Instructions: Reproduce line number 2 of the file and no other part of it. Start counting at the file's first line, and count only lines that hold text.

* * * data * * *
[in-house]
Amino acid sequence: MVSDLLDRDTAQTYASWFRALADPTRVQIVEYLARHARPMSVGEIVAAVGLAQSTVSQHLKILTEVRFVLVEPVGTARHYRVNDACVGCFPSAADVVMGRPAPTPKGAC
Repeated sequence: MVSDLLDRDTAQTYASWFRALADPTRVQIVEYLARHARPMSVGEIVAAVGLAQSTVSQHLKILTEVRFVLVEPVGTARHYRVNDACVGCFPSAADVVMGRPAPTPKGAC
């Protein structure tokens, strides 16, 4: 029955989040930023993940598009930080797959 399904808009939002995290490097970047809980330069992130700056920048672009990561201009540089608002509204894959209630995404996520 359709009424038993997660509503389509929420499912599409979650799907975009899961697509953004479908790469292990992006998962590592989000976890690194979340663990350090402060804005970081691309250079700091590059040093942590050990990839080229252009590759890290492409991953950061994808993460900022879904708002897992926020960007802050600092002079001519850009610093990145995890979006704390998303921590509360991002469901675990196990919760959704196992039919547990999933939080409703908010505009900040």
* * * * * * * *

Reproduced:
Amino acid sequence: MVSDLLDRDTAQTYASWFRALADPTRVQIVEYLARHARPMSVGEIVAAVGLAQSTVSQHLKILTEVRFVLVEPVGTARHYRVNDACVGCFPSAADVVMGRPAPTPKGAC